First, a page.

Top 5 Media and Entertainment Trends for 2013: No. 1, Consolidation
I’ve been at Acquia now for five months now as Media Entertainment and Publishing Director. In this role, I enable and grow Acquia's engagements with the various segments of these industries including music, TV, filmed entertainment, book and magazine publishing, broadcasting and digital media. In order to do so, I spend countless hours studying the industry. During this period, I have identified five key trends in content management that apply to this media vertical. While these trends directly impact the content management industry, they will, more importantly, change the way consumers access digital media.
I’ll examine these five trends in this blog series. The first trend I’m blogging about isn’t the sexiest, but it’s one of the most important: consolidation – particularly in the television segment.
I’m talking about companies that own groups of local TV stations in various markets across the U.S. This consolidation trend means this past summer I.T. and digital media teams at these companies were hard at work, attempting to consolidate their CMS systems and web frameworks. We notice even within single local TV station groups, there can be up to three different CMS systems in place. Imagine when you try to merge two of these TV groups – you could be talking about trying to integrate as many as four to six CMS systems.
What’s driving the consolidation? We hear from analysts that by consolidating larger TV station groups can lower the fees they have to pay to cable TV operators to have those company carry their signals.
While the analysts are talking about cable TV fees, we think about the impact the consolidation of local TV station groups has on content production. A larger scale network of local TV station allows the stations to share more unique content across their multiple TV news web properties.
For example, a national news story could break in Raleigh, North Carolina. If the newly merged company now has a station in Raleigh, they have the exclusive content to send out to their affiliates, and they could also syndicate a live stream. From a monetization perspective, a larger digital network of sites focused on local markets extends a media company’s offering to national and regional advertisers.
Just how much recent consolidation is there in this space? On June 6th 2013, Media General bought Young Broadcasting, increasing its local TV station ownership from 18 to 30, a deal estimated to be worth $550 million. Just a week later, Gannett, known just as much for its newspapers including the flagship USA Today, expanded its TV station group becoming the 4th largest in the U.S. with the $2.2 billion purchase of 23 more stations from Belo Corp. Then on July 1, Tribune bought Local TV LLC, acquiring 19 more local TV stations in 16 markets, for $2.72 billion.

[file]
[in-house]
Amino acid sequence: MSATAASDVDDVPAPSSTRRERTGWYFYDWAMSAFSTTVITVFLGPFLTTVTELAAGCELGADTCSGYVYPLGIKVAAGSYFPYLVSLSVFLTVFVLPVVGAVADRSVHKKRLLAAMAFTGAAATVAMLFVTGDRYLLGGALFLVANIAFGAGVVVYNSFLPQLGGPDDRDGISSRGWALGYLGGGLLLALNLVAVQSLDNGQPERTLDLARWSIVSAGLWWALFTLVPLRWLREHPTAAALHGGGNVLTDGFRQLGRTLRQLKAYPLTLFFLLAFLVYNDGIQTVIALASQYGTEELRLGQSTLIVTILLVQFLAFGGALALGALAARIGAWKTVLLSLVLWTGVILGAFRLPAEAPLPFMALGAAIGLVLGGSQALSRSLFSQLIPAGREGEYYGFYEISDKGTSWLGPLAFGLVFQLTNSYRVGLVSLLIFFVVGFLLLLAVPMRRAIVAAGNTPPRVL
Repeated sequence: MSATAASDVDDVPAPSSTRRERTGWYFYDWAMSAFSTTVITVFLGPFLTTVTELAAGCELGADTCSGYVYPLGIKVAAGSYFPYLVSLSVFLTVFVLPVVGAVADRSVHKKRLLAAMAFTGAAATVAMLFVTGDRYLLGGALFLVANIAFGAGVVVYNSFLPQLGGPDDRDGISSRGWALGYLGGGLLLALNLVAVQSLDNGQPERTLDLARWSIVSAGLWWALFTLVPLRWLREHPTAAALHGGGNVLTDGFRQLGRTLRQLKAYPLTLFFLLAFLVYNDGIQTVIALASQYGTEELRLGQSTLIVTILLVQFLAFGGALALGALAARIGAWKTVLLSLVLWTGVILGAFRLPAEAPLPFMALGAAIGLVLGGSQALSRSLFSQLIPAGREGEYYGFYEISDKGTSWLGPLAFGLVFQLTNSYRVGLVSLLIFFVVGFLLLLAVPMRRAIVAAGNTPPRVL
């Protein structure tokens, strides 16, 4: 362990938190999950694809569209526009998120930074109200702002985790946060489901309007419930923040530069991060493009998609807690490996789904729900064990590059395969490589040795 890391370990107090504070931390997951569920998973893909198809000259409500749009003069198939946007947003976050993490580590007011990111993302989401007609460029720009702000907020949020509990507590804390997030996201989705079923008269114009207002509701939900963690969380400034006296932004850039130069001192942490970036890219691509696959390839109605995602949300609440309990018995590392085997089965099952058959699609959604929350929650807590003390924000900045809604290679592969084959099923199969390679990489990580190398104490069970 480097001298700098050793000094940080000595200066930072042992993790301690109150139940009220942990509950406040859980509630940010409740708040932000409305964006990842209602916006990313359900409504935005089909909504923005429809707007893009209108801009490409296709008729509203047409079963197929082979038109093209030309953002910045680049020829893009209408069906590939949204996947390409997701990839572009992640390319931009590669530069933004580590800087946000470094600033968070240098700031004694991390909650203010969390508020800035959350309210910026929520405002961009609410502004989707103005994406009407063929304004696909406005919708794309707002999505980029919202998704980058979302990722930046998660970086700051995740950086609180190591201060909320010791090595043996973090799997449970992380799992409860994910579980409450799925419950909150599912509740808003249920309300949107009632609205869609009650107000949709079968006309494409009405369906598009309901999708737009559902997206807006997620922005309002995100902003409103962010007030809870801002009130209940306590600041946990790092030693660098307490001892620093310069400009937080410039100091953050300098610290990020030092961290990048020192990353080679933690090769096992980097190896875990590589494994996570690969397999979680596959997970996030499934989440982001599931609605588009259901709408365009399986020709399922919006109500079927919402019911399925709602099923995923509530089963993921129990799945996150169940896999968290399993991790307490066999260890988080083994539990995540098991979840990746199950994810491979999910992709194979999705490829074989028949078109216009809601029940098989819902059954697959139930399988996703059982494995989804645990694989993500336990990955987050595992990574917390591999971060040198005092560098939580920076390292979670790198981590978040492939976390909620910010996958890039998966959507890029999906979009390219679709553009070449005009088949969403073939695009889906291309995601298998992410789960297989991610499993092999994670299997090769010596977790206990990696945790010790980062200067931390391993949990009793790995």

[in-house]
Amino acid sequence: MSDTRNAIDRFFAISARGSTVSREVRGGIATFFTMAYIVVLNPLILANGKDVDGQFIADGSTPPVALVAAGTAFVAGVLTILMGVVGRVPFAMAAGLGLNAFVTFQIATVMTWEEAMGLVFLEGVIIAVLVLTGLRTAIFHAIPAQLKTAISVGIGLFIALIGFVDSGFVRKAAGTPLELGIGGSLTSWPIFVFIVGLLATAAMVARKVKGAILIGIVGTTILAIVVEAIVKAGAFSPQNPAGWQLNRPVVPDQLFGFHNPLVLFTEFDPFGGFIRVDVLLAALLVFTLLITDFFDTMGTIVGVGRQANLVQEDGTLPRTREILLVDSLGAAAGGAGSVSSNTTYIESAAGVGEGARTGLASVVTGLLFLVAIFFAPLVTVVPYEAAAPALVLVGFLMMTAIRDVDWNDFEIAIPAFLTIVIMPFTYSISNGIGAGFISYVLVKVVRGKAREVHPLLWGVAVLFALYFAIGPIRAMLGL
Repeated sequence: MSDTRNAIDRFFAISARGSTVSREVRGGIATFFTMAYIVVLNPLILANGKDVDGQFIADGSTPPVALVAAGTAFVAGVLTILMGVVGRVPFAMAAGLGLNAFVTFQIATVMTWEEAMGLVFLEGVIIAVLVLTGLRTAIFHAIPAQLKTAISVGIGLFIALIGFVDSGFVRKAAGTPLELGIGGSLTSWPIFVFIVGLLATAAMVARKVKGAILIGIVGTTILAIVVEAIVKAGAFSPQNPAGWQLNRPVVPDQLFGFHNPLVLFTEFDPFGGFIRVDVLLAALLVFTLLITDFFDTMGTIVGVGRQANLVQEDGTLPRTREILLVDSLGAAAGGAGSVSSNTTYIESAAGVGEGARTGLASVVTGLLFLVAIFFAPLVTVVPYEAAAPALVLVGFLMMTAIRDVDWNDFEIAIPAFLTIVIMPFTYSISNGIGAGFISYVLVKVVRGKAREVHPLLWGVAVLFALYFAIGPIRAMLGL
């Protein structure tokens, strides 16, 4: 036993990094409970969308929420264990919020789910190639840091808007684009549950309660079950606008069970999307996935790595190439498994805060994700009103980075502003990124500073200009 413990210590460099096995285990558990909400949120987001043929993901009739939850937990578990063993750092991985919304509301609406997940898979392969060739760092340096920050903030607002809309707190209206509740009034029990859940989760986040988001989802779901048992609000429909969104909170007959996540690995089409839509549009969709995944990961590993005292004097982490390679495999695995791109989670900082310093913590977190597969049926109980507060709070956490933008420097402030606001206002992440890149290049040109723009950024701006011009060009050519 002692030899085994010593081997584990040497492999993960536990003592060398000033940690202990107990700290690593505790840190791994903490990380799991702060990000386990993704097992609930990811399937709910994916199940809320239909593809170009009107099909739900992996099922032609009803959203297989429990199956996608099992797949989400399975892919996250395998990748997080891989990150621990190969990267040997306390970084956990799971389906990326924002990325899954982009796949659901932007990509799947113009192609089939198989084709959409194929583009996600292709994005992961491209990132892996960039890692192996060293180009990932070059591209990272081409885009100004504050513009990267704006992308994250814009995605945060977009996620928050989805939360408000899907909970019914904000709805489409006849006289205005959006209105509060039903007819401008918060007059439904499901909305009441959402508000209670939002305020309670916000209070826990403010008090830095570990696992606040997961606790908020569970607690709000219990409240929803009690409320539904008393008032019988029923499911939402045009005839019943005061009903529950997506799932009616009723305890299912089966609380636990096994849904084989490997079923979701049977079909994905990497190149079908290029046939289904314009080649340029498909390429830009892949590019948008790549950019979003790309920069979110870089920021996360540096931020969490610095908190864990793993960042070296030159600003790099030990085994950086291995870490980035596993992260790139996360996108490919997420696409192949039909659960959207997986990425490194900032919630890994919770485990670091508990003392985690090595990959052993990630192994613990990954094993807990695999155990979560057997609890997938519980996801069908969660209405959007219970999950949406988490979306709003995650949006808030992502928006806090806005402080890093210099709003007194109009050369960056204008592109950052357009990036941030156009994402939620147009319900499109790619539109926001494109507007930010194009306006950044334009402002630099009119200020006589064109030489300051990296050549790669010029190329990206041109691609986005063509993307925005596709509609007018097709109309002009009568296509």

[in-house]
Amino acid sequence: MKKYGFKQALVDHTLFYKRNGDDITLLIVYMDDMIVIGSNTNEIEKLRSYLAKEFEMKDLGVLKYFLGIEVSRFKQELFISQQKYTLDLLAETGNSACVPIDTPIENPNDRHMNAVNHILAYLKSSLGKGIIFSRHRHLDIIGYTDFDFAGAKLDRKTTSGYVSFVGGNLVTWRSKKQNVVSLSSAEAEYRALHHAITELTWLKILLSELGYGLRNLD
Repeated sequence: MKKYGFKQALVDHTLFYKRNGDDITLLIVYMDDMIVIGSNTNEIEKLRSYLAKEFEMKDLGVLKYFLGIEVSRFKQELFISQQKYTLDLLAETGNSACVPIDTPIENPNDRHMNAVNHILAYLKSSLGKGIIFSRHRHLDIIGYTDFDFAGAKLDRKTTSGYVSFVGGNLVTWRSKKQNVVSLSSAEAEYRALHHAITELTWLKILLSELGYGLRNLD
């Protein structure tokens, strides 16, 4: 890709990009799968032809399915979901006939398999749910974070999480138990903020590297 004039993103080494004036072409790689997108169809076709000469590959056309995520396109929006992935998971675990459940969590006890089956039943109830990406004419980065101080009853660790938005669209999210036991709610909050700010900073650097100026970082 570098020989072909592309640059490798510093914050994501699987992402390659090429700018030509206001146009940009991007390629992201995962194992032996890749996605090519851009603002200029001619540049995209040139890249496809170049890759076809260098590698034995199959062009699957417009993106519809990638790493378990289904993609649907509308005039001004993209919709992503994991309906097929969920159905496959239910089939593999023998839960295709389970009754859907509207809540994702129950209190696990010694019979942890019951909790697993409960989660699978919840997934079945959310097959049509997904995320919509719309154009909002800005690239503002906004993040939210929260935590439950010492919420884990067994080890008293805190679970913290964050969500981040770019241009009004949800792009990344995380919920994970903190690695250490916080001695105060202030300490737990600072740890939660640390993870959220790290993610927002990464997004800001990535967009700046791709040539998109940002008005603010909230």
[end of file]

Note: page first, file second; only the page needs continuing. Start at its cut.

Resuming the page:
We thought at this point there would be a pause in the consolidation spree, but on July 29 came another billion-dollar deal: Sinclair, the nation’s largest independent owner of TV stations announced the acquisition of 8 local ABC-TV stations from Allbriton Communications. Sinclair’s deal follows the April $373 million purchase the company made for 20 stations from Fisher Communications.
That’s a total of about $6.8 billion of TV station group acquisitions in just four months.
We have studied the industry specific CMS vendors servicing the web sites of these now merging local TV station groups: They include Datasphere, Worldnow, and Broadcast Interactive Media, and there may be others we haven’t yet uncovered. In addition, there some Open Source solutions such as Wordpress that are following this trend. Again, sometimes you’ll find a single company that has 2 or 3 of these vendors on different TV stations with the group. There are other local TV station groups that have yet to consolidate, some of those sites use a CMS from a company called Internet Broadcasting Systems.
The CMS systems I mention are tailored specifically for the workflows of TV station web sites. If you then look at the broadcast radio industry there is yet another set of CMS vendors focused on radio – these include companies like InterTech Media and Triton Digital Media. Another CMS company, NewsCycle Solutions, specifically addresses the newspaper industry.
The special needs of TV, radio and newspaper websites had led to the expensive industry specific legacy systems that now must be untangled as consolidation moves ahead. If $6.8 billion in TV station group consolidation just happened, what will be the expense of integrating or jettisoning and transitioning from the various CMS systems in place at these companies?
Where is open source Drupal CMS being used in the local TV station owner groups? At Gannett Broadcasting’s D.C. area TV station, WUSA 9 CBS, a network of 23 local neighborhood focused sites have been built off the WUSA9.com domain. Open source can help support innovation, and create an easier path for future change and consolidation.
As I follow the continuing story of consolidation, I’ll report back on the choices some of these chains make in selecting a CMS to consolidate on. In the meantime, my next blog will take a look at the second trend in the media vertical – the amazing importance and growth of video consumption in 2013. Tune in next week.